What company chain will give us the most rapid leverage for sales re-alignment and growth: using Option Solving?

Some time back your editor was talking with a marketing person about their company’s fortunes. Sales were very slow and everyone was looking for answers to turn things around. Your editor suggested that he get a team of diverse people together from his company, who could make valuable contributions to a discussion about this issue. The more these participants were representative of different chains (sections of the company), the more likely they would come up with an optimum solution. Your editor then challenged him to have a crack at the issue beforehand using Option Solving, such that he could intelligently lead a group discussion when the moment came.

So, without further ado, he talked through the option solving approach and then set about producing a rational question to challenge his intuitive mind. This question proved to be: “What company chain will give us the most rapid leverage for sales re-alignment and growth: considering 1) some chains are better than others, 2) everything has become rather bureaucratic, 3) need to win senior executive support, and 4) will need a lot of focus, commit-ment and perspiration?” There were other considerations, too, but he was happy to go with the four listed, so that his decision didn’t become too complicated.

Now your editor challenged him to produce two “bookends,” which would function as his yin and yang extreme possibilities. Such bookends would then force his intuitive mind to focus on his company’s most realistic set of options. Without these bookends his fertile intuitive capability would tend to wander over all sorts of red-herrings.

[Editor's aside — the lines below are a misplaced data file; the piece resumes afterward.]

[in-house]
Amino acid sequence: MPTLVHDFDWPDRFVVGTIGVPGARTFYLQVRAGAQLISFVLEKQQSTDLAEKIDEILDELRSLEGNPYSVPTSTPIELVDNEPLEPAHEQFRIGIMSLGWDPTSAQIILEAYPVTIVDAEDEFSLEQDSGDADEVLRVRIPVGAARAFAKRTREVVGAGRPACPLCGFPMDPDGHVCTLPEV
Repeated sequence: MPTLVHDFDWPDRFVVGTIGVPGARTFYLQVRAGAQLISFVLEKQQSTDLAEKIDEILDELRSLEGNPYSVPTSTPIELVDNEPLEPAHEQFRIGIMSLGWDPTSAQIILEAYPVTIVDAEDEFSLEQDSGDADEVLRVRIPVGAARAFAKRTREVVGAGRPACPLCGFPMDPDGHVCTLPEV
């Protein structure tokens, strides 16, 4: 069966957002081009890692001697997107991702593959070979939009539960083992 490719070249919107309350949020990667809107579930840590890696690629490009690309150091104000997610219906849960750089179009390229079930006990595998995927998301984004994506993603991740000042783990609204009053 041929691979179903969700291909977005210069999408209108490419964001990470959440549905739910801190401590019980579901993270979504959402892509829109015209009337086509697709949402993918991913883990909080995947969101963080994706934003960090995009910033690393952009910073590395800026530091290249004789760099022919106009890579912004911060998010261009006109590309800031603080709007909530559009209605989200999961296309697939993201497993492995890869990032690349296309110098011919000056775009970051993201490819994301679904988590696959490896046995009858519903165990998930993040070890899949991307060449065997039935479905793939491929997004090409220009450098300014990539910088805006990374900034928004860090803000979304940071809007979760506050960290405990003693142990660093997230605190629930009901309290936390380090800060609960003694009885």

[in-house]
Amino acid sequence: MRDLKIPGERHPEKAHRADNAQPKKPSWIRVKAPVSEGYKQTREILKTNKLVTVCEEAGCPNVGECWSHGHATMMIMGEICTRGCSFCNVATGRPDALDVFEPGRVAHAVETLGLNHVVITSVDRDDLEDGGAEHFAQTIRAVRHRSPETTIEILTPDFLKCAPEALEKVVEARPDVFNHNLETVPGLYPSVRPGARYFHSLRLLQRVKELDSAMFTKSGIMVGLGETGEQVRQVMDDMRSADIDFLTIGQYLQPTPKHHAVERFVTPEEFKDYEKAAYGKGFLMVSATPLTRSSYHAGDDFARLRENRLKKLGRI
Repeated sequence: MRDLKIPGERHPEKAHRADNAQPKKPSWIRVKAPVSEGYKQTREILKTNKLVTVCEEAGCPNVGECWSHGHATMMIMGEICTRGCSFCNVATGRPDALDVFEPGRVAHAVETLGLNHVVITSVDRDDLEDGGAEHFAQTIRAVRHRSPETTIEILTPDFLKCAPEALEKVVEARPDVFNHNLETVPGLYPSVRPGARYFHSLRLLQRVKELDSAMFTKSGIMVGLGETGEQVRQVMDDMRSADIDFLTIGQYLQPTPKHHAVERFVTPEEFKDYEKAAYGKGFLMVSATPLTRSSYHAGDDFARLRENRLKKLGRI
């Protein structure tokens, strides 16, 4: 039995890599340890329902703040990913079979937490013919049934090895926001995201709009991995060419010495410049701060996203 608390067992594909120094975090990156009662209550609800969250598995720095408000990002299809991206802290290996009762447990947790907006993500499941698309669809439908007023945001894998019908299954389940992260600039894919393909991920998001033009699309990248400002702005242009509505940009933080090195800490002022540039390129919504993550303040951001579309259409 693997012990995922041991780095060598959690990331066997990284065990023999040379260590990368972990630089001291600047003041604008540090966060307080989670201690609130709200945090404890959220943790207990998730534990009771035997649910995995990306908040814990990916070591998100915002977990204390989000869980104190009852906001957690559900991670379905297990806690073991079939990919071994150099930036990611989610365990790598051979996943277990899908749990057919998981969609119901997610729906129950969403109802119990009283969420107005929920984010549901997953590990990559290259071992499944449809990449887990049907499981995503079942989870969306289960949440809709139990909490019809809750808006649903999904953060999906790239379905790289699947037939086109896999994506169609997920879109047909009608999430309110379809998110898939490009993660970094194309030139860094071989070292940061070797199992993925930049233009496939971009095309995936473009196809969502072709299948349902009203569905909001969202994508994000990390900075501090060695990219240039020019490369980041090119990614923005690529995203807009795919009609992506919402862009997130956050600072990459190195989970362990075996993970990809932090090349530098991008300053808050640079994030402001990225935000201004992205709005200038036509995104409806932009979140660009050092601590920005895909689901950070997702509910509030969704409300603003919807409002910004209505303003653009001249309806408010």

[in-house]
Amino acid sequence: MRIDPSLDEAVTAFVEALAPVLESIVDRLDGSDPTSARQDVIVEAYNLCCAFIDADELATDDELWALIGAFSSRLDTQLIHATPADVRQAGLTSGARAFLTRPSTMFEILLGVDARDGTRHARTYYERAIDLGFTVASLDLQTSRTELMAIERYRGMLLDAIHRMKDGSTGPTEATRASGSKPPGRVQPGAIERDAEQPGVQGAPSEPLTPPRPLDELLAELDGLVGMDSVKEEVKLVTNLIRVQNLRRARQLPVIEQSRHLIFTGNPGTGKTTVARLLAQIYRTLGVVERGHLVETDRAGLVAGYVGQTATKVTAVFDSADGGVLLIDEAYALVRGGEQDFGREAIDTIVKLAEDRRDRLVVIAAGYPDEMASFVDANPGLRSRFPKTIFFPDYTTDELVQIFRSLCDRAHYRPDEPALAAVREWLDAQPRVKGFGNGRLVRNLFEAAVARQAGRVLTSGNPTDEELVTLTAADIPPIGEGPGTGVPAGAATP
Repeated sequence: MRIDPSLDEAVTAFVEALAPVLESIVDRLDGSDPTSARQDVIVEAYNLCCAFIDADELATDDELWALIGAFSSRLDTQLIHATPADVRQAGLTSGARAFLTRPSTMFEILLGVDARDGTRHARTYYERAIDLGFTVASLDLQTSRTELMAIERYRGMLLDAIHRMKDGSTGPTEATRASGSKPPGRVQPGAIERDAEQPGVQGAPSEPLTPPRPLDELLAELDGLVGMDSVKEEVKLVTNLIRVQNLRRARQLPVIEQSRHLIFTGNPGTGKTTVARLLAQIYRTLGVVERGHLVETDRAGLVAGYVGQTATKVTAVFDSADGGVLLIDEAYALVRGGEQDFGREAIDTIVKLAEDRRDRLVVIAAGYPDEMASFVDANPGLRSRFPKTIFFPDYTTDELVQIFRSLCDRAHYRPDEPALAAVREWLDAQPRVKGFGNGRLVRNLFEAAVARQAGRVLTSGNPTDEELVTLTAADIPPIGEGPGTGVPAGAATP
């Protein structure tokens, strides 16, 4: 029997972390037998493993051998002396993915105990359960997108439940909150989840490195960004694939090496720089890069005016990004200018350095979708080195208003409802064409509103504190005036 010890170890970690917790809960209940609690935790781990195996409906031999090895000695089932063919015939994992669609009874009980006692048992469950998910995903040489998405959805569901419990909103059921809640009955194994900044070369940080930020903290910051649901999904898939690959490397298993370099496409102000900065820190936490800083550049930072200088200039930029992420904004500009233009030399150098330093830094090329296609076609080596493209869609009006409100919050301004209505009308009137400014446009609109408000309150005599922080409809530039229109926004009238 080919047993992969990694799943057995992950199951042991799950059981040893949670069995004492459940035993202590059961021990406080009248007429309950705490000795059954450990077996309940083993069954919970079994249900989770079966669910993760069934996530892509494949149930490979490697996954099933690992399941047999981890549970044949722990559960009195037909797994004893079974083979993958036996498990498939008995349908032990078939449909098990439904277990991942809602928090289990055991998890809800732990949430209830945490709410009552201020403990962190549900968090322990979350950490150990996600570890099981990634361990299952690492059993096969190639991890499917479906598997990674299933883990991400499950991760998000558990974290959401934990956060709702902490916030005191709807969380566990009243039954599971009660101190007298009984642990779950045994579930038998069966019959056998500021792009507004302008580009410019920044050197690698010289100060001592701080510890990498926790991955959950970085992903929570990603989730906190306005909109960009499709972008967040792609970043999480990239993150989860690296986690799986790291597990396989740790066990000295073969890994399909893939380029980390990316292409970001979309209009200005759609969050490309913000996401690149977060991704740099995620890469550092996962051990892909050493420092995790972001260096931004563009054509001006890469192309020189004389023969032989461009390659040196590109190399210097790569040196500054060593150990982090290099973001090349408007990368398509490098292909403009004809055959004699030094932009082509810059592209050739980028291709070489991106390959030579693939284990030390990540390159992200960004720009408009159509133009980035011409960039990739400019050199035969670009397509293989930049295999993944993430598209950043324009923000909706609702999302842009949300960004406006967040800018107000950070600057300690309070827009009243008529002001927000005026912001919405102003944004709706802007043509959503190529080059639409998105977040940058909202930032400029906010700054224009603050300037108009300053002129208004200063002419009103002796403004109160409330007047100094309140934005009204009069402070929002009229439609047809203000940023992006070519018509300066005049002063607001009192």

Hence, the bookends he selected were: “Don’t interfere with current chains” and “Completely re-align all chains,” both of which he felt were his company’s least likely options – see our Latest Worked Example.

He was then encouraged to produce at least five realistic options to potentially stretch his choices as much as possible, although, when he comes to such an exercise with his own representative group, he should side with their options first, otherwise they are unlikely to play ball. You will notice he came up with six.  Look at our Latest Example and you can view his six options, one of those proposed was: “Option D – Map-out, re-align and fire-up technical support and service chains.”

With his “pictogram” now in place, indicating his range of six options, it was now time for him to engage in some emotional distancing. Emotional distancing would allow his intuitive mind to sub-consciously ponder his array of options, now they were evident. Your editor encouraged him to set his pictogram aside for a couple hours and focus on something else, while his intuitive mind subconsciously reviewed his possibilities. By doing this, he would directly see the benefits of doing the same with any “brains trust” he put together to weigh this important issue.

When he subsequently returned to his face-down “pictogram,” he turned it face-up, studied it for a few moments refresher, and then made his intuitive choice. Which one would you have chosen? He was now ready to try the same option solving approach with any group that he put together.

If you have an example of your own, please share it with this blogger, through the COMMENTS area.  Thanks Option Solving. (NOTE: Next posting will be in two week’s time: “What would be the most valuable approach our Internet marketing organization could take today to increase its performance effectiveness?” Let’s have your COMMENTS or go to peter@ileadershipsolutions.com to connect with the blogger. Also consider buying the book: “Smart Decisions: Goodbye Problems, Hello Options” through amazon.com)

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What is major company’s best option to quickly Realign with Customer Expectations: using Option Solving?

A fairly recent chat with a regular acquaintance revealed that he was most concerned about the future of the major corporation where he worked. He was in a key marketing position, so was well aware of its market positioning and current market trends for its products. He was pondering what, if anything, could be done to turn his company’s fortunes around.  Since the company leadership was dominated by financial people, it tended to look at everything through a fiscal prism rather than at is overall marketing approach.